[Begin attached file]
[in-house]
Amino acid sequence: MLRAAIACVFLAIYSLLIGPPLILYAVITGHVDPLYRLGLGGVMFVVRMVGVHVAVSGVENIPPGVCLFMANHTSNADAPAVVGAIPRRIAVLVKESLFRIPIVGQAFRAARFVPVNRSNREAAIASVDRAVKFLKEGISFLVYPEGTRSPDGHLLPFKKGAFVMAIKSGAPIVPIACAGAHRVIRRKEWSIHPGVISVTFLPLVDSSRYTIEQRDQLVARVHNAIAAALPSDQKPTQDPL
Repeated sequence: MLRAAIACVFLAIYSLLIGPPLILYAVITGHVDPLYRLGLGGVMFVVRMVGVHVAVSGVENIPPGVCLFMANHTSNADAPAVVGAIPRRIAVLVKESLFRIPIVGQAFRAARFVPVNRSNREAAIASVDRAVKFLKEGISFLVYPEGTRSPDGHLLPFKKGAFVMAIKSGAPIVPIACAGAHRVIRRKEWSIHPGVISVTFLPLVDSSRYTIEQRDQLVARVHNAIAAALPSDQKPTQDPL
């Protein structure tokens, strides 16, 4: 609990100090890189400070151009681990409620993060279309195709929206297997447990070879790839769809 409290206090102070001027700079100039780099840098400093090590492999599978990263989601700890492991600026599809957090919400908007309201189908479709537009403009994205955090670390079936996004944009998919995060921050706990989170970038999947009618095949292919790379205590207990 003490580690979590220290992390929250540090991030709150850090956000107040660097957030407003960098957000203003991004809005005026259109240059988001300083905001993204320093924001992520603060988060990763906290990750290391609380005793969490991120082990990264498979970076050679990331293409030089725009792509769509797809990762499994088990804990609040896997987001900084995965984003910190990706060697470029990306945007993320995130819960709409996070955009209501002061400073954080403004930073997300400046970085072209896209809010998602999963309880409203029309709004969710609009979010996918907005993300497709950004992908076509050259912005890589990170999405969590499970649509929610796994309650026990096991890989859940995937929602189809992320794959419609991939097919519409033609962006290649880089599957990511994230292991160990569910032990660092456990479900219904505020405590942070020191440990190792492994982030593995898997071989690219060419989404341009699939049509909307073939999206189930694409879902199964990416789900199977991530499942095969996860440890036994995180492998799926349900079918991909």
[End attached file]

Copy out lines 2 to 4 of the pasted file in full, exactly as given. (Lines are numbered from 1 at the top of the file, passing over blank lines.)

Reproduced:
Amino acid sequence: MLRAAIACVFLAIYSLLIGPPLILYAVITGHVDPLYRLGLGGVMFVVRMVGVHVAVSGVENIPPGVCLFMANHTSNADAPAVVGAIPRRIAVLVKESLFRIPIVGQAFRAARFVPVNRSNREAAIASVDRAVKFLKEGISFLVYPEGTRSPDGHLLPFKKGAFVMAIKSGAPIVPIACAGAHRVIRRKEWSIHPGVISVTFLPLVDSSRYTIEQRDQLVARVHNAIAAALPSDQKPTQDPL
Repeated sequence: MLRAAIACVFLAIYSLLIGPPLILYAVITGHVDPLYRLGLGGVMFVVRMVGVHVAVSGVENIPPGVCLFMANHTSNADAPAVVGAIPRRIAVLVKESLFRIPIVGQAFRAARFVPVNRSNREAAIASVDRAVKFLKEGISFLVYPEGTRSPDGHLLPFKKGAFVMAIKSGAPIVPIACAGAHRVIRRKEWSIHPGVISVTFLPLVDSSRYTIEQRDQLVARVHNAIAAALPSDQKPTQDPL
């Protein structure tokens, strides 16, 4: 609990100090890189400070151009681990409620993060279309195709929206297997447990070879790839769809 409290206090102070001027700079100039780099840098400093090590492999599978990263989601700890492991600026599809957090919400908007309201189908479709537009403009994205955090670390079936996004944009998919995060921050706990989170970038999947009618095949292919790379205590207990 003490580690979590220290992390929250540090991030709150850090956000107040660097957030407003960098957000203003991004809005005026259109240059988001300083905001993204320093924001992520603060988060990763906290990750290391609380005793969490991120082990990264498979970076050679990331293409030089725009792509769509797809990762499994088990804990609040896997987001900084995965984003910190990706060697470029990306945007993320995130819960709409996070955009209501002061400073954080403004930073997300400046970085072209896209809010998602999963309880409203029309709004969710609009979010996918907005993300497709950004992908076509050259912005890589990170999405969590499970649509929610796994309650026990096991890989859940995937929602189809992320794959419609991939097919519409033609962006290649880089599957990511994230292991160990569910032990660092456990479900219904505020405590942070020191440990190792492994982030593995898997071989690219060419989404341009699939049509909307073939999206189930694409879902199964990416789900199977991530499942095969996860440890036994995180492998799926349900079918991909």